Several Binghamton University sororities and fraternities held a candlelight vigil at the Pegasus statue Thursday evening in memory of Private Danny Chen, an Asian-American soldier who was found dead in his Afghanistan watch tower on Oct. 3, 2011. Chen’s death, which is thought to be a suicide due to the racist hazing he received from his platoon, has since become the topic of much controversy.

“It is unclear whether he committed suicide or was killed, and that is still up for debate,” said William Costa, a member of the predominantly Asian fraternity Pi Delta Psi and a sophomore majoring in engineering. “But regardless of the result, the whole point is that there was vicious hazing against an Asian-American individual who did nothing wrong, and we are trying to raise awareness that things like this still happen.”

Jeremy Poserio, a member of Pi Delta Psi and senior double-majoring in biochemistry and neuroscience, stood in front of the Pegasus statue and next to a picture of Chen as he opened the vigil.

“After joining the military, Chen went and served in an all-white platoon in Afghanistan,” Poserio said. “His platoon mates hazed him nonstop, day and night. They hazed him because he ate dogs. They hazed him because he had slanted eyes. They hazed him because he was yellow. They hazed him because he was Asian.”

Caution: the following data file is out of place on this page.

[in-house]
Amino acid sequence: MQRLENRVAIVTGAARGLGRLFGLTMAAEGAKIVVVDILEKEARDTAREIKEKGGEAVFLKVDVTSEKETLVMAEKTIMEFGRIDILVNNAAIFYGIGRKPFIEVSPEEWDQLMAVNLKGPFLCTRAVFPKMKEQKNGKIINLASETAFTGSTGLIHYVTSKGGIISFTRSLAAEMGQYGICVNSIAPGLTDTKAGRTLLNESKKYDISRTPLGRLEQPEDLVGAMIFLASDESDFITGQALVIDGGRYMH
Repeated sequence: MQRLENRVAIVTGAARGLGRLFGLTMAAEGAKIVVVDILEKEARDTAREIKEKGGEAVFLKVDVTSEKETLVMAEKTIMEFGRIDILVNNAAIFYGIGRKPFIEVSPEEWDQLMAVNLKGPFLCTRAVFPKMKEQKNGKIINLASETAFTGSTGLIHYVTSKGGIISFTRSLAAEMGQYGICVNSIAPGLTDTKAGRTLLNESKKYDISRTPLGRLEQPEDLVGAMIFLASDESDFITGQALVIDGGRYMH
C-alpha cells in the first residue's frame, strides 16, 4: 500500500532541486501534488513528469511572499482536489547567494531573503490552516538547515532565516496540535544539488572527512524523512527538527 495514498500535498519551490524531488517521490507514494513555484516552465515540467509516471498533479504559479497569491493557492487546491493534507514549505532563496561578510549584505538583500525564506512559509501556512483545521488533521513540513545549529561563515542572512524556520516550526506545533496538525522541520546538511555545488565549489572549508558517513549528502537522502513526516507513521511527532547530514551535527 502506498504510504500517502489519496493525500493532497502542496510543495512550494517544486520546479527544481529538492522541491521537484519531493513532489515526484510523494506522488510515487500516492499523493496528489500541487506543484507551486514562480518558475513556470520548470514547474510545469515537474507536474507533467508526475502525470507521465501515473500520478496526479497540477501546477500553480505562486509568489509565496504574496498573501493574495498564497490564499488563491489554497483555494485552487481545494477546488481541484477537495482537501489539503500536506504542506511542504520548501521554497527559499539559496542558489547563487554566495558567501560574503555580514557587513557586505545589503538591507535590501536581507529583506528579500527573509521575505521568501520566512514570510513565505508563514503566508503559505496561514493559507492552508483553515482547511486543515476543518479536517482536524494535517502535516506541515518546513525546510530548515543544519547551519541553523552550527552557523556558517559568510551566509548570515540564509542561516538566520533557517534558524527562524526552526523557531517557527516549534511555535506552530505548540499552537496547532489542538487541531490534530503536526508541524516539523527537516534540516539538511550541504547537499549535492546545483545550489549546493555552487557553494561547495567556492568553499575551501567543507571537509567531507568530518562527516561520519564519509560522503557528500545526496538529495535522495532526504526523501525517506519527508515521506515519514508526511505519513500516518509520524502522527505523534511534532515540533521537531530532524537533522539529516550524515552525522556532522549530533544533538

Representatives from each of the fraternities and sororities in attendance followed Poserio with brief speeches.

“We need to change,” said a member of the fraternity Lambda Phi Epsilon. “We not only honor one of our peers, but today we make history. Today we make a change to no longer be ignored or stepped over. We need to start taking a stand to make things right.”

Most speakers took the opportunity to discuss discrimination against Asian-Americans at large, though none of the speakers spoke specifically about racism at Binghamton University.

“For far too long we have been known as the silent minority,” said a representative of Phi Delta Psi. “But today we stand up for our rights and make it known not just within our campus but within our universe that we are going to represent ourselves the way we should.”

Speeches were followed by a candle-lighting ceremony and moments of silence for those who have been affected by racism. Trayvon Martin was among those commemorated.

“He could have been me or anyone else in this crowd, just because of the color of our skin,” Poserio said.

Chris Song, a junior majoring in linguistics, who is a member of the Korean-American Christian Fellowship, said the event was moving.

“I guess the last two years that I have been at Binghamton I have been in a bubble surrounded by the Asian-American community, and I haven’t been affected by racism that much. But hearing what happened to Danny Chen reopened my eyes to the fact that racism is still prevalent in the U.S.,” Song said.

According to Brian Hum, a sophomore majoring in economics and a member of Alpha Kappa Psi, the event achieved another unexpected goal.

“It helped bring the Asian community together,” Hum said. “Normally at Binghamton that doesn’t happen. We all joined our frats to promote Asian awareness, and this event heightened that awareness.”